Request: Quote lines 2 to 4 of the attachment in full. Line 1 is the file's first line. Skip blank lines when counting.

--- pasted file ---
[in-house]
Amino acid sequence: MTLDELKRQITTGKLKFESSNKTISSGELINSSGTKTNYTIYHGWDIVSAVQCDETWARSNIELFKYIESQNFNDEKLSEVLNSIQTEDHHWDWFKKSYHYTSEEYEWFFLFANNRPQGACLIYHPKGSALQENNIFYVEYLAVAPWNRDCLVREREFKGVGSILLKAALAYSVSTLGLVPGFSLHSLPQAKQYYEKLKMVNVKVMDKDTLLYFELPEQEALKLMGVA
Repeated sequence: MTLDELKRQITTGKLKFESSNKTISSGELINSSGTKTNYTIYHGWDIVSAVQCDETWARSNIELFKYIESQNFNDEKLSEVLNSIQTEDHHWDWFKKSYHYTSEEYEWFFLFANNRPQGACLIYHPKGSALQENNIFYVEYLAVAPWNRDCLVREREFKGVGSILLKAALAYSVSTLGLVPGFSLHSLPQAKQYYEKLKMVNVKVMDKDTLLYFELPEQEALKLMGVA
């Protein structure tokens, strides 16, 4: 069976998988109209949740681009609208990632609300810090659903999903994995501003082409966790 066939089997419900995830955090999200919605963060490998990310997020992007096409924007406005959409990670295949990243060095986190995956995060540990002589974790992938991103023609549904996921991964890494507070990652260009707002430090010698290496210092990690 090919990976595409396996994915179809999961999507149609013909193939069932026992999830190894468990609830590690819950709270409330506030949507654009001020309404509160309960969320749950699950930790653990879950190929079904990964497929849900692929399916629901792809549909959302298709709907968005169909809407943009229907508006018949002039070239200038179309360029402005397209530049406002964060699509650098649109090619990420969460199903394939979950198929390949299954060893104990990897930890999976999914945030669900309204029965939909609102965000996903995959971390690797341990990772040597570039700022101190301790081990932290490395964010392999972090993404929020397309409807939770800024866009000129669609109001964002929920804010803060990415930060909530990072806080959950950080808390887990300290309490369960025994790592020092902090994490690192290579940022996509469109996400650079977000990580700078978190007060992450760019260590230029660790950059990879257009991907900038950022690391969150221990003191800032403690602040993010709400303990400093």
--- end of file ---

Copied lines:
Amino acid sequence: MTLDELKRQITTGKLKFESSNKTISSGELINSSGTKTNYTIYHGWDIVSAVQCDETWARSNIELFKYIESQNFNDEKLSEVLNSIQTEDHHWDWFKKSYHYTSEEYEWFFLFANNRPQGACLIYHPKGSALQENNIFYVEYLAVAPWNRDCLVREREFKGVGSILLKAALAYSVSTLGLVPGFSLHSLPQAKQYYEKLKMVNVKVMDKDTLLYFELPEQEALKLMGVA
Repeated sequence: MTLDELKRQITTGKLKFESSNKTISSGELINSSGTKTNYTIYHGWDIVSAVQCDETWARSNIELFKYIESQNFNDEKLSEVLNSIQTEDHHWDWFKKSYHYTSEEYEWFFLFANNRPQGACLIYHPKGSALQENNIFYVEYLAVAPWNRDCLVREREFKGVGSILLKAALAYSVSTLGLVPGFSLHSLPQAKQYYEKLKMVNVKVMDKDTLLYFELPEQEALKLMGVA
């Protein structure tokens, strides 16, 4: 069976998988109209949740681009609208990632609300810090659903999903994995501003082409966790 066939089997419900995830955090999200919605963060490998990310997020992007096409924007406005959409990670295949990243060095986190995956995060540990002589974790992938991103023609549904996921991964890494507070990652260009707002430090010698290496210092990690 090919990976595409396996994915179809999961999507149609013909193939069932026992999830190894468990609830590690819950709270409330506030949507654009001020309404509160309960969320749950699950930790653990879950190929079904990964497929849900692929399916629901792809549909959302298709709907968005169909809407943009229907508006018949002039070239200038179309360029402005397209530049406002964060699509650098649109090619990420969460199903394939979950198929390949299954060893104990990897930890999976999914945030669900309204029965939909609102965000996903995959971390690797341990990772040597570039700022101190301790081990932290490395964010392999972090993404929020397309409807939770800024866009000129669609109001964002929920804010803060990415930060909530990072806080959950950080808390887990300290309490369960025994790592020092902090994490690192290579940022996509469109996400650079977000990580700078978190007060992450760019260590230029660790950059990879257009991907900038950022690391969150221990003191800032403690602040993010709400303990400093």